‘Better Call Saul’ Series Finale Review: Past, Present and Future Collide in ‘Breaking Bad’ Spinoff Episode 13

Never exactly a racehorse in terms of pacing, the extra-long finale continued to continue the show’s slow-and-steady strategy, which this season included an entire episode seemingly devoted to a funny sight gag inside the show. ‘a big store.

Yet the series reached a logical if understated conclusion, one that saw Jimmy/Saul (Bob Odenkirk) engage in a single noble and selfless act in order to get back together, however fleetingly, with his ex, Kim Wexler (Rhea Seehorn). His fate has always been the show’s most fundamental mystery, and the key to Jimmy’s evolution (or descent) into the fast-talking huckster he has become.

Having been caught in a dumpster by a medical alert bracelet (creating an invaluable guest role for Carol Burnett), Saul got down to doing what he does best, which is playing the system.

It was something, as Walter White (Bryan Cranston) observed in a sharp flashback, that he was always prone to do, which is why he couldn’t resist going back to his larceny ways. , which ultimately led to his capture.

“So you were always like that,” Walt said.

Back in his element, arguing on his own behalf, Saul seems to have once again thwarted the prosecution by getting an absurdly light sentence. This was despite fellow “Breaking Bad” alum, Marie Schrader (Betsy Brandt), seeking justice for her after-the-fact complicity in the death of her husband, Hank.

The “Bad” characters served a purpose, with fellow transplant recipient Mike (Jonathan Banks) expressing thinly veiled contempt when Saul asks him about a time machine, saying he would use it to invest smartly and become a billionaire.

” That’s it ? Money ? Mike sneered.

In the end, however, Saul found something more important, as what seemed to be less about saving Kim or freeing her from a possible trial, than simply seeing her again. It was an expensive cigarette in terms of the years added to his sentence, but all things considered, it was worth it to him, reclaiming at least a piece of his soul.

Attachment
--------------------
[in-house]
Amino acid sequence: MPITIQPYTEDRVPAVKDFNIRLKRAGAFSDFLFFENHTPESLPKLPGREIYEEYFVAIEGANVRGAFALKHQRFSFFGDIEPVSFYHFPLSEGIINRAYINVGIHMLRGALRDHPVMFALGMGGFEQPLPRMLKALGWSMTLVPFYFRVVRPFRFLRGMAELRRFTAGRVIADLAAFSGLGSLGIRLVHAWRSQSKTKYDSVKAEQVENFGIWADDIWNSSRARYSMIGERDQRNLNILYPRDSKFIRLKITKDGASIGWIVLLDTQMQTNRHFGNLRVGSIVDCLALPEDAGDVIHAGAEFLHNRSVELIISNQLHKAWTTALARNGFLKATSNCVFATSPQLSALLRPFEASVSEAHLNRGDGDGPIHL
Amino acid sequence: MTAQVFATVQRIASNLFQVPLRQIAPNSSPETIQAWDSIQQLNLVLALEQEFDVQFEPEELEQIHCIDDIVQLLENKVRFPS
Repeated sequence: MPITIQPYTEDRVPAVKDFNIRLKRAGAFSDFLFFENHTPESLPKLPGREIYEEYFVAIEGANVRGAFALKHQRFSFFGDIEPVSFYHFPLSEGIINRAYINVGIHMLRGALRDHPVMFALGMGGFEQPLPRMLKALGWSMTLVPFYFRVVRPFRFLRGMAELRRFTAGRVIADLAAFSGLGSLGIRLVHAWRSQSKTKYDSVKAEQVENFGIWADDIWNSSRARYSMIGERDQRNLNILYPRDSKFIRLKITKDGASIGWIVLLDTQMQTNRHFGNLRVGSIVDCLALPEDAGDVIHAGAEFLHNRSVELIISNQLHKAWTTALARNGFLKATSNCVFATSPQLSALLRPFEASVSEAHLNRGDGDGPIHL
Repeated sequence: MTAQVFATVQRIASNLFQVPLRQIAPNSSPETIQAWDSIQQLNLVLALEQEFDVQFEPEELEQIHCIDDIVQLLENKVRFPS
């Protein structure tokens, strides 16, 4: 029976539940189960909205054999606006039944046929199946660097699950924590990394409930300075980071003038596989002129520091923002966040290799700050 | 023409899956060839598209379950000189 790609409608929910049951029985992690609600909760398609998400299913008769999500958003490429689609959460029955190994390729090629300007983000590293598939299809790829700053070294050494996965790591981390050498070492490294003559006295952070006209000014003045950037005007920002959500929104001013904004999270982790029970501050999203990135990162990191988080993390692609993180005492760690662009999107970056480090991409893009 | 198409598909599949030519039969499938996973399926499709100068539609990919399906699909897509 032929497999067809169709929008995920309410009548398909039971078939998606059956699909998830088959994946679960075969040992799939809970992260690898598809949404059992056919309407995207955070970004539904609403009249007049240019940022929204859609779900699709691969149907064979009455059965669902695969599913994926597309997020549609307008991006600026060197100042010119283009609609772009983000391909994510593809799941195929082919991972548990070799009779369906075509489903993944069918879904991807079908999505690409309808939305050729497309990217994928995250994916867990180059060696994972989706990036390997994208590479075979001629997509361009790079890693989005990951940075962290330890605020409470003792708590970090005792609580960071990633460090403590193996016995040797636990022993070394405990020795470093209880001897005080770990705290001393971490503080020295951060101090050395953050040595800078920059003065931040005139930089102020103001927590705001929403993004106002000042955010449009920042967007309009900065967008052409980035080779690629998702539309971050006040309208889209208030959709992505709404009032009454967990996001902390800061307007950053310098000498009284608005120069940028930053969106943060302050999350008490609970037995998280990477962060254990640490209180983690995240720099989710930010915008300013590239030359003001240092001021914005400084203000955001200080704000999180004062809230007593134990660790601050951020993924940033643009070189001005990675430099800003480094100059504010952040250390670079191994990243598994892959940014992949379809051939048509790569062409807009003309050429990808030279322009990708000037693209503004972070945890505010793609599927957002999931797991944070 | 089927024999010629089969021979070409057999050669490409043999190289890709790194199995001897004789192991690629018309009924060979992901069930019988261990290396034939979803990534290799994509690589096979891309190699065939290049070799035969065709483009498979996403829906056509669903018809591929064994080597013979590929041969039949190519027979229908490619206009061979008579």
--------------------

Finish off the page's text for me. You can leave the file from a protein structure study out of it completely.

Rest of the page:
Written and directed by Peter Gould (who co-created the show with Vince Gilligan), “Saul” obviously couldn’t provide the same fireworks that distinguished the “Breaking Bad” finale, but it proved satisfying. in a way that felt true to the show.

Notably, “Better Call Saul” had never won an Emmy in any category before the current season. In addition to its pending nominations, this second batch of episodes – which aired outside of the current eligibility window – will likely put the series, and perhaps in particular Odenkirk, who survived a death experience imminent to deliver the performance of a lifetime, in affirmation for next year, assuming anyone remembers that long.

With his cover blown at the start of the episode, Saul showed his priorities by trying to take his money and run away. In the end, though, first Kim and then Saul/Jimmy had to atone for what, in hindsight, was the show’s pivotal moment: how their shared glee at perpetrating scams ultimately came to fruition, if only only inadvertently, upon the death of Howard (Patrick Fabian).

By then, all innocence was lost, drawing a straight line back to Jimmy’s “Breaking Bad” years and his dull, colorless future.

Even then, Cinnabon’s extensive experience with baked goods would come in handy, a skill he demonstrated applying in his new role as a prisoner. Because like “Breaking Bad,” “Better Call Saul” always found ways to bring the past, present, and future together, even if it was something as small as Jimmy’s talent for manipulating another guy. paste.


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